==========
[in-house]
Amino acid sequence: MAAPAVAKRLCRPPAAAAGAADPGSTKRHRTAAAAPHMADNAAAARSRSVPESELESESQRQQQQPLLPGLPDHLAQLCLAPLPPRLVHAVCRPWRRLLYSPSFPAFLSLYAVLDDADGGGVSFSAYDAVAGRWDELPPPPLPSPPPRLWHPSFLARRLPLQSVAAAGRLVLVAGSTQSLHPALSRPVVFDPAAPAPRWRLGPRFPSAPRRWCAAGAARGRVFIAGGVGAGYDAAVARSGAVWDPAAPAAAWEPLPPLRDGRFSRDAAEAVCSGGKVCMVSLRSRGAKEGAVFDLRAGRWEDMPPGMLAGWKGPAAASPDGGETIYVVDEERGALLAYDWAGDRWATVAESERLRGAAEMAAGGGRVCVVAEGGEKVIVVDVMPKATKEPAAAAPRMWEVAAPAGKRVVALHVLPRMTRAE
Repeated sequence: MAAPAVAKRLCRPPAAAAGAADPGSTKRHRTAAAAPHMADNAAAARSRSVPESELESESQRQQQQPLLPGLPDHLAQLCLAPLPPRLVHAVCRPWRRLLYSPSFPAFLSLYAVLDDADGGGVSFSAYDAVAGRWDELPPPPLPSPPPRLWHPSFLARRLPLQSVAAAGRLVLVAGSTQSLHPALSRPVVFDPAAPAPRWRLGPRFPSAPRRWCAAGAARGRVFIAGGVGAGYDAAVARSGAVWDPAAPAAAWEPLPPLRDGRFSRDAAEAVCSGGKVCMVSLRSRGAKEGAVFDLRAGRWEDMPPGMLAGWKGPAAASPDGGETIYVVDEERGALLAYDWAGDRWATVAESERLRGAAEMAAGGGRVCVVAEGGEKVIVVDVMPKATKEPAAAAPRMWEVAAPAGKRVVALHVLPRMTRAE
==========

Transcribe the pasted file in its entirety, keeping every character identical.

[in-house]
Amino acid sequence: MAAPAVAKRLCRPPAAAAGAADPGSTKRHRTAAAAPHMADNAAAARSRSVPESELESESQRQQQQPLLPGLPDHLAQLCLAPLPPRLVHAVCRPWRRLLYSPSFPAFLSLYAVLDDADGGGVSFSAYDAVAGRWDELPPPPLPSPPPRLWHPSFLARRLPLQSVAAAGRLVLVAGSTQSLHPALSRPVVFDPAAPAPRWRLGPRFPSAPRRWCAAGAARGRVFIAGGVGAGYDAAVARSGAVWDPAAPAAAWEPLPPLRDGRFSRDAAEAVCSGGKVCMVSLRSRGAKEGAVFDLRAGRWEDMPPGMLAGWKGPAAASPDGGETIYVVDEERGALLAYDWAGDRWATVAESERLRGAAEMAAGGGRVCVVAEGGEKVIVVDVMPKATKEPAAAAPRMWEVAAPAGKRVVALHVLPRMTRAE
Repeated sequence: MAAPAVAKRLCRPPAAAAGAADPGSTKRHRTAAAAPHMADNAAAARSRSVPESELESESQRQQQQPLLPGLPDHLAQLCLAPLPPRLVHAVCRPWRRLLYSPSFPAFLSLYAVLDDADGGGVSFSAYDAVAGRWDELPPPPLPSPPPRLWHPSFLARRLPLQSVAAAGRLVLVAGSTQSLHPALSRPVVFDPAAPAPRWRLGPRFPSAPRRWCAAGAARGRVFIAGGVGAGYDAAVARSGAVWDPAAPAAAWEPLPPLRDGRFSRDAAEAVCSGGKVCMVSLRSRGAKEGAVFDLRAGRWEDMPPGMLAGWKGPAAASPDGGETIYVVDEERGALLAYDWAGDRWATVAESERLRGAAEMAAGGGRVCVVAEGGEKVIVVDVMPKATKEPAAAAPRMWEVAAPAGKRVVALHVLPRMTRAE